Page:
A Grammy Award-winning singer and songwriter with albums that have achieved gold and platinum status is coming to West Point.
Country music recording artist Suzy Bogguss will perform at the West Point Community Theater on Sept. 29. The event is open to the public.
All seats for the 90-minute show are reserved.
Doors open at 6 p.m. and tickets are $25 each.
Tickets can be purchased on the theater’s website at: http://westpointcommunitytheatre.org and can be printed off. Those without computer access may call Ann or George at 402-372-3070 or Vaughan at 402-380-8231 for tickets.
“I think it’s going to be fantastic,” said Vaughn Beed, community theater president. “She has a fabulous, very memorable voice. Once you hear it, you’ll never forget it. We’re excited to have her.”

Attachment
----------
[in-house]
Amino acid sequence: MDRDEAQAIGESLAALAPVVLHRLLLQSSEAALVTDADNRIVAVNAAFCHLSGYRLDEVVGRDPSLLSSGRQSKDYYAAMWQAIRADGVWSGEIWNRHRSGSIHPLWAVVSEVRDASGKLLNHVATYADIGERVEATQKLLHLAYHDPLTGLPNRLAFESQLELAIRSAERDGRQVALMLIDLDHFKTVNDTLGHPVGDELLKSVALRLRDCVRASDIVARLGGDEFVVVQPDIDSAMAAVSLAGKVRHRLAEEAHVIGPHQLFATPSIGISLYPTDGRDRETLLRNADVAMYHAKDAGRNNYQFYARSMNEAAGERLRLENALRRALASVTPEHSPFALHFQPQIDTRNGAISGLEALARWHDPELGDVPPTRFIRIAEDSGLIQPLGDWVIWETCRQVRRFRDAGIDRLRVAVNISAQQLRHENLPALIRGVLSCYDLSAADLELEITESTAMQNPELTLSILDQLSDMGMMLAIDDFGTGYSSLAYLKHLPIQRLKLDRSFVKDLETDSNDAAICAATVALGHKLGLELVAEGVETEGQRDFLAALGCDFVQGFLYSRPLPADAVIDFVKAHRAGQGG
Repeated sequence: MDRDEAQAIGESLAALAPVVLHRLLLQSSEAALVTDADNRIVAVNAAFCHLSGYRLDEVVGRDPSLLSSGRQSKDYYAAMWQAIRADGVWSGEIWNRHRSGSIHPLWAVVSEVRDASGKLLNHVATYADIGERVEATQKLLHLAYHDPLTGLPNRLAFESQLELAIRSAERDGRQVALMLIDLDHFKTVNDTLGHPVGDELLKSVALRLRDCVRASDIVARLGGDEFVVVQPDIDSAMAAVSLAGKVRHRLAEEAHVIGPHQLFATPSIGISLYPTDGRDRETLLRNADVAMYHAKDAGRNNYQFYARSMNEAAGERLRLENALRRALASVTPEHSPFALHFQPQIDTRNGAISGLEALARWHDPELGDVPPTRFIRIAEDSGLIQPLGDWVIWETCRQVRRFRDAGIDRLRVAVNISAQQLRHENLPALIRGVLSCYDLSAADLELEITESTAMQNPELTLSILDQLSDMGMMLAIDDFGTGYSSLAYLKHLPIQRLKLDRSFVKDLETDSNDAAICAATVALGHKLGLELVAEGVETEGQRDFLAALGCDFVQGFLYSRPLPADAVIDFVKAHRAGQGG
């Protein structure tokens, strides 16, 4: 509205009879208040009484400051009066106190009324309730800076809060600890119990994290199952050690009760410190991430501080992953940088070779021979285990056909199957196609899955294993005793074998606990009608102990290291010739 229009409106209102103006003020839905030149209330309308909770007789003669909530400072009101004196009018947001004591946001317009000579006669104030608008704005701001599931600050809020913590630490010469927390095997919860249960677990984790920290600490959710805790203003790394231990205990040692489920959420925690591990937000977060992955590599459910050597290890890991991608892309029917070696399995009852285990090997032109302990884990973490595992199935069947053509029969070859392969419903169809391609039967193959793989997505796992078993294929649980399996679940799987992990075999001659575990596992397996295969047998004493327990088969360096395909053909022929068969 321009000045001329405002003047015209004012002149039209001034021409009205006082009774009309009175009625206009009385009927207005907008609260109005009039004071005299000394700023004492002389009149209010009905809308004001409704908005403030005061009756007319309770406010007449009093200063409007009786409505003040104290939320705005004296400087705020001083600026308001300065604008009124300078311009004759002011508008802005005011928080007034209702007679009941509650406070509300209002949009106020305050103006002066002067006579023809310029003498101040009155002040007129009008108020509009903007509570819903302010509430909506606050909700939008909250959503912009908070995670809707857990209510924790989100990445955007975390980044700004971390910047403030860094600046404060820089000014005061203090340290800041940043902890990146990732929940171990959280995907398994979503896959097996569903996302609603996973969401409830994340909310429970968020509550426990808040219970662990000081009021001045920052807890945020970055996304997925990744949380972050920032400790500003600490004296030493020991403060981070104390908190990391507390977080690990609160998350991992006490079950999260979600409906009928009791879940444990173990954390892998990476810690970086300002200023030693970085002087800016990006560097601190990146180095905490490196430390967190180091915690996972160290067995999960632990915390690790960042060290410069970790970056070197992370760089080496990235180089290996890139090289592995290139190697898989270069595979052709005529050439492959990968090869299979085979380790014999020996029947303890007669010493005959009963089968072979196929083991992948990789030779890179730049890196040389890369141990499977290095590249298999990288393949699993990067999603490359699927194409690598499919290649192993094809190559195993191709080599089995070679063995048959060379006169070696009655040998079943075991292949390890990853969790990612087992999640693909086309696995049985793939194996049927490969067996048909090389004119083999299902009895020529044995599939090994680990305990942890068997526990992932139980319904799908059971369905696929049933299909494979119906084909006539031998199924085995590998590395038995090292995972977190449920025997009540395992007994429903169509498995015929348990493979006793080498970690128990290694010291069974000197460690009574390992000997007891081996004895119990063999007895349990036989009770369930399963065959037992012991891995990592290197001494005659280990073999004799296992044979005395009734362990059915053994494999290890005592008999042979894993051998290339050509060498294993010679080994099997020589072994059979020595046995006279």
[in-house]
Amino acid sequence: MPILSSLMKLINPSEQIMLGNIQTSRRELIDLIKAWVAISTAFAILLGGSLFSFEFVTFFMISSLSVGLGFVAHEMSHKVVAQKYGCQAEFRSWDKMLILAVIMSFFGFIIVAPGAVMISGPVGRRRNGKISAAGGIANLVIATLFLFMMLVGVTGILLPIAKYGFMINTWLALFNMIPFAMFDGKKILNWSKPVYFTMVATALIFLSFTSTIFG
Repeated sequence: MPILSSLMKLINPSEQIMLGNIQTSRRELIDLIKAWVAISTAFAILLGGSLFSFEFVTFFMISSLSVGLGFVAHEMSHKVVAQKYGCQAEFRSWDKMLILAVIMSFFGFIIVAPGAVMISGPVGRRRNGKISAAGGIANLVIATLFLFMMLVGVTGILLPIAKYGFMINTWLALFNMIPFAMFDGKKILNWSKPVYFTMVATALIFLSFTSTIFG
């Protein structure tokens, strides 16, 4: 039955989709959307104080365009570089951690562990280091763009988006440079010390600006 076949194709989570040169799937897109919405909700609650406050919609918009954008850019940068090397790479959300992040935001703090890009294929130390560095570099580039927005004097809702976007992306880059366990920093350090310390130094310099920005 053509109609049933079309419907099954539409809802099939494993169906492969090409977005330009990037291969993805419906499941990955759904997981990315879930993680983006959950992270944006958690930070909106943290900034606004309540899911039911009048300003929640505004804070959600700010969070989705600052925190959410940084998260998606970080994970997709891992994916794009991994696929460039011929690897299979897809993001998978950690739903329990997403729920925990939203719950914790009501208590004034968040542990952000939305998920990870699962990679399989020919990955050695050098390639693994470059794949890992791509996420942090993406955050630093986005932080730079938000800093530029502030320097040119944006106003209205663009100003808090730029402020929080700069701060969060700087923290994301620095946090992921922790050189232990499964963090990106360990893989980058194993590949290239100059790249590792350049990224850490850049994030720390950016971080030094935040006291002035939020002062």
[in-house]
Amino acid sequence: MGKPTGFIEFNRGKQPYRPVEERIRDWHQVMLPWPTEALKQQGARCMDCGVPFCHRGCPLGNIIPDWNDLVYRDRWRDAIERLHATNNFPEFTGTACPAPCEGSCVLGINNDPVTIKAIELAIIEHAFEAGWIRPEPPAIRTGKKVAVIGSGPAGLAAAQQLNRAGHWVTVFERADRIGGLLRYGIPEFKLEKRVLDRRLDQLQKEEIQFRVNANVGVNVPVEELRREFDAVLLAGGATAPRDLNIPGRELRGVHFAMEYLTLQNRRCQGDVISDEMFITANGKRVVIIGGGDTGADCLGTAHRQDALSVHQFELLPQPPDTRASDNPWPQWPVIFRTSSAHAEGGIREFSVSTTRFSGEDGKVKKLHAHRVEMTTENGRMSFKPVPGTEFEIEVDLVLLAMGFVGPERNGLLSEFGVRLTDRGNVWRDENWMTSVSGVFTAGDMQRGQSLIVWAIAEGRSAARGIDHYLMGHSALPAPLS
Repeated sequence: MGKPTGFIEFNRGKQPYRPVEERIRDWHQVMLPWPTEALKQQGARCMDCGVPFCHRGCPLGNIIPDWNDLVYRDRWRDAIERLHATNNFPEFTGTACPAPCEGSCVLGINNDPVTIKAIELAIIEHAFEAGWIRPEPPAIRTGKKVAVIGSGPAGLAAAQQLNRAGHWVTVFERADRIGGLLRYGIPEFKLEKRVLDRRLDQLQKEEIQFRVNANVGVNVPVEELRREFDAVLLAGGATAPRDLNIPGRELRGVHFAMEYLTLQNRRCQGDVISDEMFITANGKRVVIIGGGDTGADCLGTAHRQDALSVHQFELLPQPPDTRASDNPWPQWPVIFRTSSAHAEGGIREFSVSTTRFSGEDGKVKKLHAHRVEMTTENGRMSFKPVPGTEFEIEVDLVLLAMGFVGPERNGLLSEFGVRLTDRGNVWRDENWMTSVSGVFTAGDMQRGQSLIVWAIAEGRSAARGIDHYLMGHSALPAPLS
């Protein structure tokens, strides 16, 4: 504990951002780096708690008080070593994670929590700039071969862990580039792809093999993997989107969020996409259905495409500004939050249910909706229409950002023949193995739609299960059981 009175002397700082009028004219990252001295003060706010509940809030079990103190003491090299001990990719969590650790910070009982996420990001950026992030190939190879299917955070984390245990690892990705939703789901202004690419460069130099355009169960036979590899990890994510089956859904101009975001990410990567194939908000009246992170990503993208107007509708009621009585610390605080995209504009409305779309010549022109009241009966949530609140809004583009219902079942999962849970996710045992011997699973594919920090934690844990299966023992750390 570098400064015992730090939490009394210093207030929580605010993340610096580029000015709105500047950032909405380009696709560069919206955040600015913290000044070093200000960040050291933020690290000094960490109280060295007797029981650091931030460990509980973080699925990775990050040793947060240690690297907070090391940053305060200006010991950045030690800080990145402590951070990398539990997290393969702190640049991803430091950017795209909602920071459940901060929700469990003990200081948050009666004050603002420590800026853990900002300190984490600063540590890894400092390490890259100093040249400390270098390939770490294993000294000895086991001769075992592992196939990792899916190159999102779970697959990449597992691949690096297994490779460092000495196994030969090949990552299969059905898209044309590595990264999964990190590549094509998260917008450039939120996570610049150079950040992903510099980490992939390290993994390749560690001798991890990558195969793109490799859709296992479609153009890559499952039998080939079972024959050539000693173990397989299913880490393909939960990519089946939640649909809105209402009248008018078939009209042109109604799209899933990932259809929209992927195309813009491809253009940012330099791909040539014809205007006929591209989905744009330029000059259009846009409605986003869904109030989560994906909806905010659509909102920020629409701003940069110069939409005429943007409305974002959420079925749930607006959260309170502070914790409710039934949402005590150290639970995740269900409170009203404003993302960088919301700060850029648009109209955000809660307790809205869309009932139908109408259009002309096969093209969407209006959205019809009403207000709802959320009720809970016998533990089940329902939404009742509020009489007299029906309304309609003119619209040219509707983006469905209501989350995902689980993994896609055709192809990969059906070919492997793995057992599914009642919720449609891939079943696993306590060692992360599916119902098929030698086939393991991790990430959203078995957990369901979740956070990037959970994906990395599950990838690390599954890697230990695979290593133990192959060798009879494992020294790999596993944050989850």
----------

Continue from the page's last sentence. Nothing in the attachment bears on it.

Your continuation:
Bogguss received a Grammy for “Best Traditional Folk Album” as part of “Beautiful Dreamer: The Songs of Stephen Foster.”
She recorded 10 albums with Capital Records. In 1991, her “Aces” album went platinum. A year later, her “Voices in the Wind” album earned the gold status.
“Something Up My Sleeve” and “Greatest Hits” went gold in 1933 and 1994, respectively.
Eight of her singles have cracked country music’s top 5, her website states. She has won numerous awards.
Bogguss also has performed on many national television shows including: “In Performance at the White House” (PBS); Austin City Limits; The Tonight Show with Jay Leno; Live With Regis and Kelly; and The View.
She is a frequent guest on National Public Radio’s A Prairie Home Companion with Garrison Keillor.